To the Wonder (2013)

Written & Directed by Terrence Malick

The buzz, and the discussion, surrounding the latest film from Terrence Malick is unavoidable, especially when Terrence Malick is not just your favorite living film director, but your favorite of all time, like he is mine. Malick is unique. His films are unique, and I also find them very personal, which is why I feel I can easily connect to them on an emotional level. His methods of narrative are unorthodox at times, and non-existent at others. His latest, To the Wonder, is his worst reviewed film, with many, fans included, shocked at their inability to connect to the characters given the structure, or lack there of, of the film. After finally getting the chance to see the film myself, I can see what everybody is talking about, good and bad. I was amazed, wowed once again by the mastery of Malick.

I will start in by saying that this may very well be his most abstract in terms of a narrative structure. There is very minimal dialogue throughout, leaving it up to the viewer to pay attention and decipher the images of the story. From that we can gather that an American, Neil (Ben Affleck), falls in love with Marina (Olga Kurylenko) while in France. The couple, along with Marina’s young daughter (Tatiana Chiline), travel back to his home in Oklahoma, where Marina struggles to adjust. They both grow cold, causing Marina to seek solace with a priest (Javier Bardem), who himself is struggling with his faith. Marina decides to move back to France, meanwhile Neil rekindles a relationship with Jane (Rachel McAdams), a friend from earlier in his life. All four struggle to find their love, embrace it, and reconcile it.

In many ways, Malick’s latest vision is a bit of a conundrum. Coming out of the film I felt it was one of his least ambitious, a small story of simple love lost and found, so small it used so little dialogue. It seemed less majestic and less grand comparatively. But as I contemplated everything I took it during my two hour experience in the theater, I found what Malick has crafted here is a full of life, symbolism, beauty, love, and reflection. It is a complex, layered film with plenty to consume. Of course it goes without saying that a Malick film is visually stunning, and Emmanuel Lubezki gives us that with his cinematography, but Malick is also telling his story entirely through images, which is extremely daring, and will certainly be polarizing to audiences. Little is ever explained, reasons not given. It plays perfectly into what Malick is going for.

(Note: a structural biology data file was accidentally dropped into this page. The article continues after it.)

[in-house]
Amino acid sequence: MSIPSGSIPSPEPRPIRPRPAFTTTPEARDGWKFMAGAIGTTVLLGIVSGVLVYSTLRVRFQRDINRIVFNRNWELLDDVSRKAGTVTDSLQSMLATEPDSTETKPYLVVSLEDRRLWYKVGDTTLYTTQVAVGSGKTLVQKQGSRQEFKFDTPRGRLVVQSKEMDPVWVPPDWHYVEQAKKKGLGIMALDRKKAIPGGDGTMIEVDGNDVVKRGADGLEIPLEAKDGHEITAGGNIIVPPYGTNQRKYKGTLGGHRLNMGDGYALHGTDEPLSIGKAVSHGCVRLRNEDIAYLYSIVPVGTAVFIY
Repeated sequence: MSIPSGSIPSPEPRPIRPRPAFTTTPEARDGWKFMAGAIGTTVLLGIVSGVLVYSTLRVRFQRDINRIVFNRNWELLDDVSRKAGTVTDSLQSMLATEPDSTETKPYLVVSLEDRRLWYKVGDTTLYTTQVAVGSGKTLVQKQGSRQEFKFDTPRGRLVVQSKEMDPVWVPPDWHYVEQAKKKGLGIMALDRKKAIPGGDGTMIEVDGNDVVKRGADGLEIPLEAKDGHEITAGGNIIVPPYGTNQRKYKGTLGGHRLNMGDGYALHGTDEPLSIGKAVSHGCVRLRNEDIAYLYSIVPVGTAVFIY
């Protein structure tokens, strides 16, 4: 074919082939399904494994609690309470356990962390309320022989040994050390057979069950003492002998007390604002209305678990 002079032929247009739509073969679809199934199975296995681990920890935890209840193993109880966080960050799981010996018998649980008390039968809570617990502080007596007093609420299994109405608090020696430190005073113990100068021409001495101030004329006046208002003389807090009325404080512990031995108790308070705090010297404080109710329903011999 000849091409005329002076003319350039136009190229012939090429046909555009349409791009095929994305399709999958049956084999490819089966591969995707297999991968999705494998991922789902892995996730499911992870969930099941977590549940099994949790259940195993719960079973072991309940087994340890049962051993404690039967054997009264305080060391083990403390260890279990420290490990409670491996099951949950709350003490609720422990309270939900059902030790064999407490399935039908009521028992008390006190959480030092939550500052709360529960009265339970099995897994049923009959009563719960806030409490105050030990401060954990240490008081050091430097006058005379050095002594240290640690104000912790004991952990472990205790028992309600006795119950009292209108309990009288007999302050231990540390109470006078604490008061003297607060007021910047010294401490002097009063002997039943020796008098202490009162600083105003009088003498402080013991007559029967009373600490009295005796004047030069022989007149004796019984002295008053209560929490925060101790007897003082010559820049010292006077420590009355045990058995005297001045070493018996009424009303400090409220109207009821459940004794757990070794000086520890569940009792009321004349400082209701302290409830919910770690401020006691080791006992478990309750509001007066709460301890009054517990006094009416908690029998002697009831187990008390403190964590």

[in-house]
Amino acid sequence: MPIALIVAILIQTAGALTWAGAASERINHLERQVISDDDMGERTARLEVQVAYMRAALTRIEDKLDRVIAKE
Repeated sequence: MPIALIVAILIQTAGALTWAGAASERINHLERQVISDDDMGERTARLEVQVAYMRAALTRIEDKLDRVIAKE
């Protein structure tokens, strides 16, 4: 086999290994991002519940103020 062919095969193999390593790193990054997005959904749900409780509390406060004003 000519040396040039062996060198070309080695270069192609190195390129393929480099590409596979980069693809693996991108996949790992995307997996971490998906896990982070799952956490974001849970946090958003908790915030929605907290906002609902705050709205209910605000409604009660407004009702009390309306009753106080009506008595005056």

He paints with broad strokes because the themes of love and faith are broad. It can be applied to so many of our lives, and at so many points in them. They are universal themes, which is perhaps why Neil is such a shallow character. We know so very little about him that he works as a general representation of the male, which actually makes the film quite femininist in perspective. We see him flip from woman to woman quite seemlessly. We see him be the one who appears so distant and unhappy, bringing upon Marina and Jane a sense of want. Want of love, of more from him and the world around them. Yet Marina grovels at his feet, and when the fidelity cards are dealt against him, Neil is the one who dictates the direction of the relationship. Malick presents us with the double standard for our contemplation, just as any other theme in his films.

But perhaps what I found the most unnerving in the best possible way was Malick’s ability to insert symbolism in pretty much every single shot. Throughout he incorporates something here, something there that plays directly into what he is trying to say, which makes his bold decision to tell the story completely through images that much stronger and more successful. We see the dark an the light, the heavens and the Earth, the difference between love and lust, and the ebb and flow of everything. But what is most striking is the film’s ability to show us imperfection and incompletion. Neil and Marina’s house is full of empty rooms with unpacked boxes and resides in a half full, incomplete housing development. We get a beautiful sense of the imperfection of the human relationship, of love, of faith as the characters seek to find comfort in each other, and to strike the balance of compromise and true love.

What they all seek is the wonder of love, the Mont St. Michel where Neil and Marina first spent their days of love together, where the priest’s beloved faith is deeply rooted. But that island is only accessible part of the time, as the waves recede. Just as quickly as they recede, they will also rise, just as the roaring tide of life with rise and make the love we desire, that which we seek and need so dearly, seem miles away, impossible to attain. There are steps to climb to get there as well, and we will reach many staircases in our lives. What Malick has done here is present us with a complete thought, with complete sub thoughts; a fully realize concept which asks the greatest question of all, “why?” These are his thoughts and his alone, but they create a mood, an atmosphere. They spark reflection and contemplation within ourselves, and create a conversation amongst us, which is why I am so attracted to Malick’s musings, and why his personal thoughts become as universal as the themes he presents. One day I firmly believe this will be considered the misunderstood masterpiece of the great Terrence Malick.

**** – Masterpiece

Adam Kuhn

Adam Kuhn was born and raised in Columbus, Ohio, where he attended Saint Charles Preparatory School. He studied History at the University of Cincinnati, where he was a contributor of The News Record, the twice-weekly, independent student news organization. He has been writing film reviews and blogging since 2009.

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